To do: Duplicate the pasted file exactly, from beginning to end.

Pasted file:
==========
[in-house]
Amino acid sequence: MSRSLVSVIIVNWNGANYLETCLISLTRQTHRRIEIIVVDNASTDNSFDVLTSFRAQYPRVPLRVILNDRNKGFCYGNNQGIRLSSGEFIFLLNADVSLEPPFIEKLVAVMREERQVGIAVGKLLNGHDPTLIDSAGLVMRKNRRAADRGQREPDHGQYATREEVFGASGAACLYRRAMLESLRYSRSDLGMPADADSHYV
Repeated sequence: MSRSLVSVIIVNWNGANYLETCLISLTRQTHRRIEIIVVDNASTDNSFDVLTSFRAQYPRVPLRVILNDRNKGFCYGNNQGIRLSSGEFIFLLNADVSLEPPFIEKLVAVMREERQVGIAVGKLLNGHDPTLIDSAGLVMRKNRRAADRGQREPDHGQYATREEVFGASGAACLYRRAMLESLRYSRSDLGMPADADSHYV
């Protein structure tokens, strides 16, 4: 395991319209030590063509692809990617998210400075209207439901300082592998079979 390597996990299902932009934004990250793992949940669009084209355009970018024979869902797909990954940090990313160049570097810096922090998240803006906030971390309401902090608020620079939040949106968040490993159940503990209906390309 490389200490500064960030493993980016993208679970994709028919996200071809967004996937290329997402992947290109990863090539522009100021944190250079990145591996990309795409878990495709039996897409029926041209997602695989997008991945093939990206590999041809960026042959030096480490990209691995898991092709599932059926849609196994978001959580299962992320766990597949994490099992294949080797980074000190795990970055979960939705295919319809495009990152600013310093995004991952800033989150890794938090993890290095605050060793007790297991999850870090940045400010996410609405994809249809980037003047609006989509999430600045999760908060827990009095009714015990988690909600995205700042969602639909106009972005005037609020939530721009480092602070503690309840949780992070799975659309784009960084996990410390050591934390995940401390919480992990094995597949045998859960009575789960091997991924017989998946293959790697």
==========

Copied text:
[in-house]
Amino acid sequence: MSRSLVSVIIVNWNGANYLETCLISLTRQTHRRIEIIVVDNASTDNSFDVLTSFRAQYPRVPLRVILNDRNKGFCYGNNQGIRLSSGEFIFLLNADVSLEPPFIEKLVAVMREERQVGIAVGKLLNGHDPTLIDSAGLVMRKNRRAADRGQREPDHGQYATREEVFGASGAACLYRRAMLESLRYSRSDLGMPADADSHYV
Repeated sequence: MSRSLVSVIIVNWNGANYLETCLISLTRQTHRRIEIIVVDNASTDNSFDVLTSFRAQYPRVPLRVILNDRNKGFCYGNNQGIRLSSGEFIFLLNADVSLEPPFIEKLVAVMREERQVGIAVGKLLNGHDPTLIDSAGLVMRKNRRAADRGQREPDHGQYATREEVFGASGAACLYRRAMLESLRYSRSDLGMPADADSHYV
């Protein structure tokens, strides 16, 4: 395991319209030590063509692809990617998210400075209207439901300082592998079979 390597996990299902932009934004990250793992949940669009084209355009970018024979869902797909990954940090990313160049570097810096922090998240803006906030971390309401902090608020620079939040949106968040490993159940503990209906390309 490389200490500064960030493993980016993208679970994709028919996200071809967004996937290329997402992947290109990863090539522009100021944190250079990145591996990309795409878990495709039996897409029926041209997602695989997008991945093939990206590999041809960026042959030096480490990209691995898991092709599932059926849609196994978001959580299962992320766990597949994490099992294949080797980074000190795990970055979960939705295919319809495009990152600013310093995004991952800033989150890794938090993890290095605050060793007790297991999850870090940045400010996410609405994809249809980037003047609006989509999430600045999760908060827990009095009714015990988690909600995205700042969602639909106009972005005037609020939530721009480092602070503690309840949780992070799975659309784009960084996990410390050591934390995940401390919480992990094995597949045998859960009575789960091997991924017989998946293959790697």